Ophthamology: Ocular Pharm Flashcards Preview

Clinical Neuro Exam 1 > Ophthamology: Ocular Pharm > Flashcards

Flashcards in Ophthamology: Ocular Pharm Deck (38):
1

How many mg of atropine are in 5cc of a 1% solution?

50mg

1% = 1 gram/ 100cc

1 gram/ 100cc x 5 grams = 0.05 grams = 50mg

2

Tetracaine

Topical Anesthetic (Eye Drop)

MOA: blocks sodium channels

Toxicity: corneal toxicity, never prescribe for home use (corneal melting)

3

Epinephrine

Glaucoma treatment

MOA: non-selective adrenergic agonist
-increases trabecular outflow from anterior chamber to decrease IOP

4

Phenylephrine

Treatment for glaucoma

MOA: direct-acting alpha agonist
-Mydriasis with NO EFFECT ON THE CILIARY MUSCLE

Contraindicated: INFANTS (do not use)

5

Aproclonidine

Treats glaucoma

MOA: alpha 2 agonist
-suppresses aqueous humor production

Adverse effects: somnolence in children (doesn't cross BBB in adults)

6

Brimonidine

Treats Glaucoma

MOA: alpha 2 agonist
-suppresses aqueous humor production

Adver effects: causes sedation by binding to alpha 2 receptors in the CNS, somnolence in children

7

Timolol

Treats Glaucoma

MOA: blocks Beta 1 and Beta 2
-suppresses aqueous humor production
-NO EFFECT ON OPTIC NERVE BLOOD FLOW

Adverse Effects: may exacerbate Myasthenia Gravis

8

Betaxolol

Treats Glaucoma

MOA: selective Beta 1 blocker
-decreases aqueous humor production
-SAFE TO USE ON PATIENTS WITH LUNG DISEASE

9

Carteolol

Treats Glaucoma

MOA: blocks Beta 1 and Beta 2
-suppresses aqueous humor production
-NO EFFECT ON OPTIC NERVE BLOOD FLOW

Adverse Effects: may exacerbate Myasthenia Gravis

10

What is an intracameral injection?

Injection into the anterior chamber of the eye

11

Acetylcholine

Used during cataract suergy to induce miosis.

MOA: binds to muscarinic receptors on the iris.

Must be injected intracameral to avoid corneal cholinesterases

12

Methacholine

Used topically to cause miosis. Used to diagnose Adie's Tonic Pupil

MOA: binds to muscarinic receptors on the iris

Resistant to corneal cholinesterases so it can be administered as eye drops

13

Carbachol

Glaucoma treatment

MOA: combo of ACh and Physostigmine (AChase inhibitor)

Causes miosis and increases trabecular flow for reabsorption of aqueous humor.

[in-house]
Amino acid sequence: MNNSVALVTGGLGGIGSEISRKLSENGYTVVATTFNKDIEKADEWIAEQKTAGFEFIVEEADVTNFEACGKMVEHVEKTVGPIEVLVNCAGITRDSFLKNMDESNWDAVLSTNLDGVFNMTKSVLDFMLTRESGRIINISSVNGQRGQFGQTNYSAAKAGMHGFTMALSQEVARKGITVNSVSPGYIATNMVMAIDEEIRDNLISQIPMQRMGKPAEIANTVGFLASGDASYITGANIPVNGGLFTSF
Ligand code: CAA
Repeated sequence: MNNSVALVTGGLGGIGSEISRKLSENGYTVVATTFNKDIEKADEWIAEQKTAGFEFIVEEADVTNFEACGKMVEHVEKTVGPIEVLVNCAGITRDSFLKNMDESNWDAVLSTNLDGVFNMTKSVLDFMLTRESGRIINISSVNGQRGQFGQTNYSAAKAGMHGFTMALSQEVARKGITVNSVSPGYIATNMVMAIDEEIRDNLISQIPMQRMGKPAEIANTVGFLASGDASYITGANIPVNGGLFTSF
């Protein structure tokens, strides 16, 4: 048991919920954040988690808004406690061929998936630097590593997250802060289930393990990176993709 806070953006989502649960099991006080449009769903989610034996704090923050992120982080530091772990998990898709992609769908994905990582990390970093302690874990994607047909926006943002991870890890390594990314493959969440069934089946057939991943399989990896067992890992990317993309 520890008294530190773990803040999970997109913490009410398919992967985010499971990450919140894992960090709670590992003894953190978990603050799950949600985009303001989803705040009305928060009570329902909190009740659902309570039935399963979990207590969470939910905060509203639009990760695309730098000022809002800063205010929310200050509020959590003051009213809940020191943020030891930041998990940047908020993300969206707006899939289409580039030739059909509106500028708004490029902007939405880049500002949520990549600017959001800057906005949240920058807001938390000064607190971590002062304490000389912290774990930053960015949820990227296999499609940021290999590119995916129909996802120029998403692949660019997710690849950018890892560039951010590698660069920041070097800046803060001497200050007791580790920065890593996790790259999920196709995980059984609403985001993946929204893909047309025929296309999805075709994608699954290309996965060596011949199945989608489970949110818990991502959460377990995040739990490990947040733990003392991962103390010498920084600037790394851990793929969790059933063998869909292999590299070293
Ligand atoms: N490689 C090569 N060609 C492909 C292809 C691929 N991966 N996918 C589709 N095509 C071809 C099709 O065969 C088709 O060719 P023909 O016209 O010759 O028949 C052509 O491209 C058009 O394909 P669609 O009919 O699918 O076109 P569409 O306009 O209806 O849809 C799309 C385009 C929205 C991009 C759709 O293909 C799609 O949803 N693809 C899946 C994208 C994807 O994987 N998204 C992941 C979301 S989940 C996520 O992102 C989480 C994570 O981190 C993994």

Side Effects: Accommodative spasms, conjunctival hyperemia

14

Pilocarpine

Used for angle closure glaucoma or to reverse pupil dilation

MOA: muscarinic agonist

Causes miosis, myopia, increases trabecular outflow, but decreases uveoscleral outflow.

Side Effects: Salivatio, Lacrimation, Sweating nausea, vomitting, diarrhea, Bronchiolar spasm/ pulmonary edema

15

Physostigmine

Used for anticholinergic overdose

MOA: AChase inhibitor

16

Atropine

Used for iritis: relaxes ciliary body
Amblyopia: alternative to patching
Hyphema
Reverses oculocardiac reflex

MOA: competitive ACh antagonist

17

In what populations are carbonic anhydrase inhibitor drugs contraindicated.

Patients with sulfa drug allergies

Sickle Cell disease patients (causes increased sickling of RBCs)

Renal or Liver failure

Addison's Disease

18

What drug class if the 1st line for glaucoma treatment?

Prostaglandin Analogs

19

Latanoprost

Glaucoma Treatment

MOA: prostaglandin analog
Increases uveoscleral outflow of aqueous humor, relaxes the ciliary muscle

Side Effects: irreversible darkening of the iris, hypertrichosis (long lashes)

20

Travoprost

Glaucoma Treatment

MOA: prostaglandin analog
Increases uveoscleral outflow of aqueous humor, relaxes the ciliary muscle

Side Effects: irreversible darkening of the iris, hypertrichosis (long lashes)

21

Bimatoprost

Glaucoma Treatment

MOA: prostaglandin analog
Increases uveoscleral outflow of aqueous humor, relaxes the ciliary muscle

Side Effects: irreversible darkening of the iris, hypertrichosis (long lashes)

22

5 major uses of corticosteroids in ophthamology.

1. Uveitis
2. Conjunctivitis
3. Macular Edema
4. Corneal Edema
5. Hyperemia

23

Contraindications for using corticosteroids.

Herpes Simplex Infections
Fungal infections

24

Side Effects of corticosteroids used in the eye.

1. Delayed Healing
2. Bacterial Proliferation
3. Cataracts
4. Increased IOP

25

Levocabastine

Treats allergic conjunctivitis

MOA: H1 receptor antagonist

Contraindications: do not use with contact lens wearers

26

Olopaditine

Treats allergic conjunctivitis

MOA: H1 receptor antagonist and Mast cell stabilizer

27

Fluoroquinolones
(-oxacins)

Antiobiotic eye drops useful in contact lens wearers to cover pseudomonas infection

MOA: inhibits DNA gyrase

28

Aminoglycosides

gentamicin, tobramycin
-used to treat mostly gram (-) eye infections

MOA: binds 30S ribosomal subunit

Side Effects: vestibular, renal, and auditory toxicity

29

Macrolides

Erythromycin
-coverage of gram (+) eye infections, not effective against pseudomonas

MOA: binds 50S ribosomal subunit

30

Most common cause of bacterial conjunctivitis.

Staph Aureus

(usually use macrolides to treat, need fluoroquinolones if the patient wears contact lenses)

31

Trifluridine

Treats viral eye infections (HSV)

MOA: fluorine nucleoside analog

32

Digitalis

Systemic ocular medication

Side Effects: changes visual perception, snowy white, green, yellow

33

Estrogen Progesterone contraceptives

Systemic ocular medication

Side Effects: optic neuritis, papilledema, contact lens intolerance

34

Tamsulosin

Systemic ocular medication

Side Effects: floppy iris syndrome

35

Amiodarone

Systemic ocular medication

Side Effects: Vortex Keratopathy (corneal deposits in the epithelium) after 1 month.

36

Hydroxychloroquine

Systemic ocular medication

Side Effects: drug binds to melanin causing bulls-eye maculopathy

37

Topamax

Systemic ocular medication

Side Effects: myopia, bilateral angle closure, ciliary body swelling

38

Sildenafil

Systemic ocular medication

Side Effects: blue haze in vision, light sensitivity, pupil sparing 3rd nerve palsy